For much of the 20th century, Steuben glass was the gift of choice for weddings, retirements, and life’s special occasions. Kelly Conway, curator of American Glass at the Corning Museum of Glass, traces how technology, design, marketing, and shifting cultural aspirations came together to make Steuben Glass a name synonymous with modern elegance, superior quality, and glamour.
Steuben’s evolution as a luxury brand began in 1903 when the company was founded in Corning, New York. For the first 30 years, Englishman Frederick Carder directed the artistic and technical innovations produced at Steuben. Carder introduced thousands of shapes in hundreds of colors and decorations, and following the popular stylistic trends of art nouveau and art deco, he designed functional tableware, dresser sets, and lighting devices in a variety of richly hued formulas.
Steuben Glass was acquired by Corning Glass Works in 1918, and underwent a dramatic reorganization in 1933. Production shifted entirely to a highly refractive optical glass produced by Corning. Over the next 75 years, hundreds of talented designers and artists created dazzling sculptural forms, tableware, decorative household items, corporate gifts, and holiday ornaments displayed at the company’s New York City flagship store and at various international exhibitions. Limited artists’ series, commemorative presentation items, and gifts of state created allure for the aspirational consumer. Steuben pioneered innovative marketing strategies that still define our understanding of luxury branding today.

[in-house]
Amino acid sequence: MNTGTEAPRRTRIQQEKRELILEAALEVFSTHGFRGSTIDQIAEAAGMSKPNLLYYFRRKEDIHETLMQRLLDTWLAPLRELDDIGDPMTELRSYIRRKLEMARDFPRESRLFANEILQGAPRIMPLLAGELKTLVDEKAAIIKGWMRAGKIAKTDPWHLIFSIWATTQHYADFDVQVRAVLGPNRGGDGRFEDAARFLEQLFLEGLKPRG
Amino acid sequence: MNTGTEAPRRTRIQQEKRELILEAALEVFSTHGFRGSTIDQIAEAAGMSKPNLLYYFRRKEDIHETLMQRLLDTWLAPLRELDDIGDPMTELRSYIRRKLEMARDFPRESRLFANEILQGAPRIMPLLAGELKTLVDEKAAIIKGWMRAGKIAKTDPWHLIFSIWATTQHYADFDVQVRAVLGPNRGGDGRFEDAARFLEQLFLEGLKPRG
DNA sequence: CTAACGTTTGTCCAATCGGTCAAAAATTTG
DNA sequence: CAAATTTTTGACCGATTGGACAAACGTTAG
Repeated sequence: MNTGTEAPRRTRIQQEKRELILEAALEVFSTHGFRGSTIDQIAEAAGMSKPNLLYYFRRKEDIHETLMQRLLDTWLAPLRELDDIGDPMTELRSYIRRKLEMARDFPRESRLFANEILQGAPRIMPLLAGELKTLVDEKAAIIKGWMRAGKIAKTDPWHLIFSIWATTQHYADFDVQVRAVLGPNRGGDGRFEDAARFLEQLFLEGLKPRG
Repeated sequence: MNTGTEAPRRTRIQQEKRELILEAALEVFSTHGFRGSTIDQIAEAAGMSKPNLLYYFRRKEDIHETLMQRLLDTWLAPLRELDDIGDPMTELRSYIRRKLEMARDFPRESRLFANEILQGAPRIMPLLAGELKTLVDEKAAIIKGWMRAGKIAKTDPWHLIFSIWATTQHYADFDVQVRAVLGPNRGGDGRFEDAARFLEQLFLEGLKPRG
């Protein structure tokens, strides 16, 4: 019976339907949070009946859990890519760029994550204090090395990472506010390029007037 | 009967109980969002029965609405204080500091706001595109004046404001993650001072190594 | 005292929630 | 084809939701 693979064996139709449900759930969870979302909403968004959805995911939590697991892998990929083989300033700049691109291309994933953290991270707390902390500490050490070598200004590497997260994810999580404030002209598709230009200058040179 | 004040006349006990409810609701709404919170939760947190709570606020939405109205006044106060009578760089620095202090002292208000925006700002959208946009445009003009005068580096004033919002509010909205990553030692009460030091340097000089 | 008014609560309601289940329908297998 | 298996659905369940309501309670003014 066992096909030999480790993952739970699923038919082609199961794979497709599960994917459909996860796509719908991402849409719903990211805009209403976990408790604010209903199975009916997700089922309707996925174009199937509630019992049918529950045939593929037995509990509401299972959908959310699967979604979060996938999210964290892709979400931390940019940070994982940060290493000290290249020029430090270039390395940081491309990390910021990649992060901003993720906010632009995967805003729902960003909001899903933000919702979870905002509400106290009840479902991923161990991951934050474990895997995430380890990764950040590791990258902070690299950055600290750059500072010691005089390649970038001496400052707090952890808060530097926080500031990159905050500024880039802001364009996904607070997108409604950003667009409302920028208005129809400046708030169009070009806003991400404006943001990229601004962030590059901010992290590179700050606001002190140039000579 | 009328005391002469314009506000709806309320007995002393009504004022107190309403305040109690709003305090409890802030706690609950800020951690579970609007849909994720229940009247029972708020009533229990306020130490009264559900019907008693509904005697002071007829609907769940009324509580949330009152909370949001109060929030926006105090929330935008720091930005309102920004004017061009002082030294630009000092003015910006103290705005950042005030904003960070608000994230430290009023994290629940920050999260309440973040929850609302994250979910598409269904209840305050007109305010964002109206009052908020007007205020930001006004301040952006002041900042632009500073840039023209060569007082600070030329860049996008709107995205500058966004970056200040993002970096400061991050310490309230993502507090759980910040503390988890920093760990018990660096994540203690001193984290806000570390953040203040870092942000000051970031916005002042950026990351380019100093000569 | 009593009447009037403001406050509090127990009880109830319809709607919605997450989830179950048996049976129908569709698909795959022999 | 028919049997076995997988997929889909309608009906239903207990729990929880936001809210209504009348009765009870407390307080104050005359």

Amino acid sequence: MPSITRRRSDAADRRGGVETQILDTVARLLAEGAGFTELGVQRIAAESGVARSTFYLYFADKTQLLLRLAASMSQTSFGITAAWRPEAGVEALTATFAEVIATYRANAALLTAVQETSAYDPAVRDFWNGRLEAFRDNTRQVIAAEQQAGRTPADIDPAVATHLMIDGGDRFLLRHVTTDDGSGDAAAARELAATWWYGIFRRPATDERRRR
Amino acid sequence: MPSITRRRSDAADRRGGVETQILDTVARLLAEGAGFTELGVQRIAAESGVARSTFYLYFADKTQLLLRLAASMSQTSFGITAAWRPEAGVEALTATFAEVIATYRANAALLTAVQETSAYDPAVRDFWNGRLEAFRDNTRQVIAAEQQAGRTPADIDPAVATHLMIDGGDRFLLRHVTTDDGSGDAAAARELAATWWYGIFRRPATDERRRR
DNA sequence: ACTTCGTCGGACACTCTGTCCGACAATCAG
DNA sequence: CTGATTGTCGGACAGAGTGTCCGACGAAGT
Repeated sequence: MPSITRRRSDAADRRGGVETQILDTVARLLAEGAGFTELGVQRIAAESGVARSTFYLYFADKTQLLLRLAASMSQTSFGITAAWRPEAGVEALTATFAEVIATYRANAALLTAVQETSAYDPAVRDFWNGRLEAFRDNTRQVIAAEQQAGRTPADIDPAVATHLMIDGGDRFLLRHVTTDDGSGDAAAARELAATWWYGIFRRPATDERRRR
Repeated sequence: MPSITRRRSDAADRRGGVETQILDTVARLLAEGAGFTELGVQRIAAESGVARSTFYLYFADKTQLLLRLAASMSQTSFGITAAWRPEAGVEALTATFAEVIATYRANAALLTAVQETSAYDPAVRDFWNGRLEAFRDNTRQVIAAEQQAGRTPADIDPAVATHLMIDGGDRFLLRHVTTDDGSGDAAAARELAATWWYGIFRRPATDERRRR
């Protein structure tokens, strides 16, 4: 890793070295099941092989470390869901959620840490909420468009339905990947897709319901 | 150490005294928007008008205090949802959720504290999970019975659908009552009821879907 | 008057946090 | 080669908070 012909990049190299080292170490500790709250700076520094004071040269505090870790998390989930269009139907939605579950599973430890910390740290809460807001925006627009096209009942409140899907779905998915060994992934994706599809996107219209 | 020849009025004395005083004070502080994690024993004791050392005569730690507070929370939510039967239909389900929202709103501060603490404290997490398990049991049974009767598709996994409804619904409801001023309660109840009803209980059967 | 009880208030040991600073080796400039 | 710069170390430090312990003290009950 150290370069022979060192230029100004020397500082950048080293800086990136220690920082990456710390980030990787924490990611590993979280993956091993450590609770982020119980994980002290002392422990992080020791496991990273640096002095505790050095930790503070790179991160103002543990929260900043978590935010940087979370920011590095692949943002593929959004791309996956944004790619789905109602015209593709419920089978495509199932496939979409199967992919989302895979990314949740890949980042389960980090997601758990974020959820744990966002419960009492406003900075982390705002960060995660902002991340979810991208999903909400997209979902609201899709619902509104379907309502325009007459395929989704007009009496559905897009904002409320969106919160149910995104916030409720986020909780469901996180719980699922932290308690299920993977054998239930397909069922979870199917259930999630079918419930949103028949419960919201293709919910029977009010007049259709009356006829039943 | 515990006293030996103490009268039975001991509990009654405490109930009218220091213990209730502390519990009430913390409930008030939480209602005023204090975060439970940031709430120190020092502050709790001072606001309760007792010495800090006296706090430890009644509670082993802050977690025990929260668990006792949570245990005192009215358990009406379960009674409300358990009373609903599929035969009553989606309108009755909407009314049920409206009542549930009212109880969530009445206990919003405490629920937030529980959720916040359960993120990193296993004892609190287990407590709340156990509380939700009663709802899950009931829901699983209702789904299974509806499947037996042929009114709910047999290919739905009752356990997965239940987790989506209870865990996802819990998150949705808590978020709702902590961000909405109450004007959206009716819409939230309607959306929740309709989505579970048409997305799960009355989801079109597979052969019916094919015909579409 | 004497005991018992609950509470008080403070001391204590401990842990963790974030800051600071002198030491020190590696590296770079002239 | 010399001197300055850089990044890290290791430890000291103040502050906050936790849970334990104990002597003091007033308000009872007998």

Drawing on the rich resources of the Corning Museum of Glass and its Rakow Research Library, Conway features collection objects, design drawings, oral histories, and period photography and advertisements as she tells the dazzling Steuben story.
Steuben’s image as a luxury brand was closely tied to the sophistication of Manhattan. Take a look as some splendid examples from the company’s mid-century heyday (including a piece designed by Salvador Dali) in the 2003 the exhibition Glass and Glamour: Steuben’s Modern Moment at the Museum of the City of New York.
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